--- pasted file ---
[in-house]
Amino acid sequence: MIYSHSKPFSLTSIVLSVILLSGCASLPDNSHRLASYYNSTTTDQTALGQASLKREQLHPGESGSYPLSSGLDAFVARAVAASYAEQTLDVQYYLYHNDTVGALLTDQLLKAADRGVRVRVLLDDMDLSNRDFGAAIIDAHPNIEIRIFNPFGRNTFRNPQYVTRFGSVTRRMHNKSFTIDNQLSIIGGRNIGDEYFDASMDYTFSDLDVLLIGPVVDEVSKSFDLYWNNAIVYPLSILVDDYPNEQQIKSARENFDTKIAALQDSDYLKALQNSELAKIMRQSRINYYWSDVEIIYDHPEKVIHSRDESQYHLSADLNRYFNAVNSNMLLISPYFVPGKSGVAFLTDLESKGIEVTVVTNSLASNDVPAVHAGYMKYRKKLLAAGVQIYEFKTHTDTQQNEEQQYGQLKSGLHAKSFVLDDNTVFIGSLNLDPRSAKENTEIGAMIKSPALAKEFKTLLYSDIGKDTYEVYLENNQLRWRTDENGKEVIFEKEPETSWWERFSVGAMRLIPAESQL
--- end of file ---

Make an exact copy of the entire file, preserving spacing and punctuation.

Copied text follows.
[in-house]
Amino acid sequence: MIYSHSKPFSLTSIVLSVILLSGCASLPDNSHRLASYYNSTTTDQTALGQASLKREQLHPGESGSYPLSSGLDAFVARAVAASYAEQTLDVQYYLYHNDTVGALLTDQLLKAADRGVRVRVLLDDMDLSNRDFGAAIIDAHPNIEIRIFNPFGRNTFRNPQYVTRFGSVTRRMHNKSFTIDNQLSIIGGRNIGDEYFDASMDYTFSDLDVLLIGPVVDEVSKSFDLYWNNAIVYPLSILVDDYPNEQQIKSARENFDTKIAALQDSDYLKALQNSELAKIMRQSRINYYWSDVEIIYDHPEKVIHSRDESQYHLSADLNRYFNAVNSNMLLISPYFVPGKSGVAFLTDLESKGIEVTVVTNSLASNDVPAVHAGYMKYRKKLLAAGVQIYEFKTHTDTQQNEEQQYGQLKSGLHAKSFVLDDNTVFIGSLNLDPRSAKENTEIGAMIKSPALAKEFKTLLYSDIGKDTYEVYLENNQLRWRTDENGKEVIFEKEPETSWWERFSVGAMRLIPAESQL